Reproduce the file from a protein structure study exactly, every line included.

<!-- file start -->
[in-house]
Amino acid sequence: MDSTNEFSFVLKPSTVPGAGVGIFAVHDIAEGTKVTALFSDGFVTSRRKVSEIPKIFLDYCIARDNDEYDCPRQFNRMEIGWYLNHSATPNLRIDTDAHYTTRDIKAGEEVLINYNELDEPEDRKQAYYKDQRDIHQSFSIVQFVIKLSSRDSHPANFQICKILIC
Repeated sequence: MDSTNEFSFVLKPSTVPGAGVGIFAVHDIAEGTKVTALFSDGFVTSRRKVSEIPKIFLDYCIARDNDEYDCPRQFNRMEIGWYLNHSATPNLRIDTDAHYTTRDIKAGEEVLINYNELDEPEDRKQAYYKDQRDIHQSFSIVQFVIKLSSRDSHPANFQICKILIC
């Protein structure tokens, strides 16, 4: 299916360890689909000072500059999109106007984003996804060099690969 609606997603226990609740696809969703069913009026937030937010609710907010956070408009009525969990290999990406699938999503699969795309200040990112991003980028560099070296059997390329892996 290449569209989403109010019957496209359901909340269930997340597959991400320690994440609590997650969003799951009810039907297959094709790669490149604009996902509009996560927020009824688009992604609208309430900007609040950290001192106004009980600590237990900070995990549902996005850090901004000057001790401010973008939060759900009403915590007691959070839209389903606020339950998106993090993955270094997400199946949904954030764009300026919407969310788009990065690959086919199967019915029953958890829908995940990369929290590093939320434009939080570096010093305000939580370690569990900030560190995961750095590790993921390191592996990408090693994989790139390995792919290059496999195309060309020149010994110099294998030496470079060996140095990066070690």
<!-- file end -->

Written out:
[in-house]
Amino acid sequence: MDSTNEFSFVLKPSTVPGAGVGIFAVHDIAEGTKVTALFSDGFVTSRRKVSEIPKIFLDYCIARDNDEYDCPRQFNRMEIGWYLNHSATPNLRIDTDAHYTTRDIKAGEEVLINYNELDEPEDRKQAYYKDQRDIHQSFSIVQFVIKLSSRDSHPANFQICKILIC
Repeated sequence: MDSTNEFSFVLKPSTVPGAGVGIFAVHDIAEGTKVTALFSDGFVTSRRKVSEIPKIFLDYCIARDNDEYDCPRQFNRMEIGWYLNHSATPNLRIDTDAHYTTRDIKAGEEVLINYNELDEPEDRKQAYYKDQRDIHQSFSIVQFVIKLSSRDSHPANFQICKILIC
């Protein structure tokens, strides 16, 4: 299916360890689909000072500059999109106007984003996804060099690969 609606997603226990609740696809969703069913009026937030937010609710907010956070408009009525969990290999990406699938999503699969795309200040990112991003980028560099070296059997390329892996 290449569209989403109010019957496209359901909340269930997340597959991400320690994440609590997650969003799951009810039907297959094709790669490149604009996902509009996560927020009824688009992604609208309430900007609040950290001192106004009980600590237990900070995990549902996005850090901004000057001790401010973008939060759900009403915590007691959070839209389903606020339950998106993090993955270094997400199946949904954030764009300026919407969310788009990065690959086919199967019915029953958890829908995940990369929290590093939320434009939080570096010093305000939580370690569990900030560190995961750095590790993921390191592996990408090693994989790139390995792919290059496999195309060309020149010994110099294998030496470079060996140095990066070690």